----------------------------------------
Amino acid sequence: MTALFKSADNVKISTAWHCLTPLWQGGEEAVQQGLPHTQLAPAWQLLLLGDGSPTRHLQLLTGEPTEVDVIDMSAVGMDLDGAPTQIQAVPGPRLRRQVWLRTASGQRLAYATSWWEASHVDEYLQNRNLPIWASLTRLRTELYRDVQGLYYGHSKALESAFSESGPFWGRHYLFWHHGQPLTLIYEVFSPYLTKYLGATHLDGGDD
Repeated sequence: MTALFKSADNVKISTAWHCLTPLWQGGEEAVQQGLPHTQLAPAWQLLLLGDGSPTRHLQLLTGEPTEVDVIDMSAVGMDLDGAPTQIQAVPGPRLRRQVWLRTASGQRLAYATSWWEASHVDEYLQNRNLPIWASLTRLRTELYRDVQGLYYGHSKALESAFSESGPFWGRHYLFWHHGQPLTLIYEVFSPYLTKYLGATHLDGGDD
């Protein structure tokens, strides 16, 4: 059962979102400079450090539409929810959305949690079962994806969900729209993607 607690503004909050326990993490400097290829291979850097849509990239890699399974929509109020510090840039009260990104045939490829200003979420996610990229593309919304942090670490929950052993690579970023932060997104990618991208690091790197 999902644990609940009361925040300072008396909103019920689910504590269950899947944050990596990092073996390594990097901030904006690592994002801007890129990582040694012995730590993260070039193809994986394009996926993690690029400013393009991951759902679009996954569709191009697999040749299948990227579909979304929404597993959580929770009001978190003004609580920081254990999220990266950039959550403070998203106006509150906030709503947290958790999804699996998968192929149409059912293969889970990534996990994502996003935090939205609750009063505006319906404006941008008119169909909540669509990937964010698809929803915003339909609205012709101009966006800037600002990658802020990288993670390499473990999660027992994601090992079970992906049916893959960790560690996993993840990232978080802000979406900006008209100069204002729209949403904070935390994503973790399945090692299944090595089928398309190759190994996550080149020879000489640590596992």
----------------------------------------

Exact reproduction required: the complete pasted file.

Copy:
Amino acid sequence: MTALFKSADNVKISTAWHCLTPLWQGGEEAVQQGLPHTQLAPAWQLLLLGDGSPTRHLQLLTGEPTEVDVIDMSAVGMDLDGAPTQIQAVPGPRLRRQVWLRTASGQRLAYATSWWEASHVDEYLQNRNLPIWASLTRLRTELYRDVQGLYYGHSKALESAFSESGPFWGRHYLFWHHGQPLTLIYEVFSPYLTKYLGATHLDGGDD
Repeated sequence: MTALFKSADNVKISTAWHCLTPLWQGGEEAVQQGLPHTQLAPAWQLLLLGDGSPTRHLQLLTGEPTEVDVIDMSAVGMDLDGAPTQIQAVPGPRLRRQVWLRTASGQRLAYATSWWEASHVDEYLQNRNLPIWASLTRLRTELYRDVQGLYYGHSKALESAFSESGPFWGRHYLFWHHGQPLTLIYEVFSPYLTKYLGATHLDGGDD
């Protein structure tokens, strides 16, 4: 059962979102400079450090539409929810959305949690079962994806969900729209993607 607690503004909050326990993490400097290829291979850097849509990239890699399974929509109020510090840039009260990104045939490829200003979420996610990229593309919304942090670490929950052993690579970023932060997104990618991208690091790197 999902644990609940009361925040300072008396909103019920689910504590269950899947944050990596990092073996390594990097901030904006690592994002801007890129990582040694012995730590993260070039193809994986394009996926993690690029400013393009991951759902679009996954569709191009697999040749299948990227579909979304929404597993959580929770009001978190003004609580920081254990999220990266950039959550403070998203106006509150906030709503947290958790999804699996998968192929149409059912293969889970990534996990994502996003935090939205609750009063505006319906404006941008008119169909909540669509990937964010698809929803915003339909609205012709101009966006800037600002990658802020990288993670390499473990999660027992994601090992079970992906049916893959960790560690996993993840990232978080802000979406900006008209100069204002729209949403904070935390994503973790399945090692299944090595089928398309190759190994996550080149020879000489640590596992």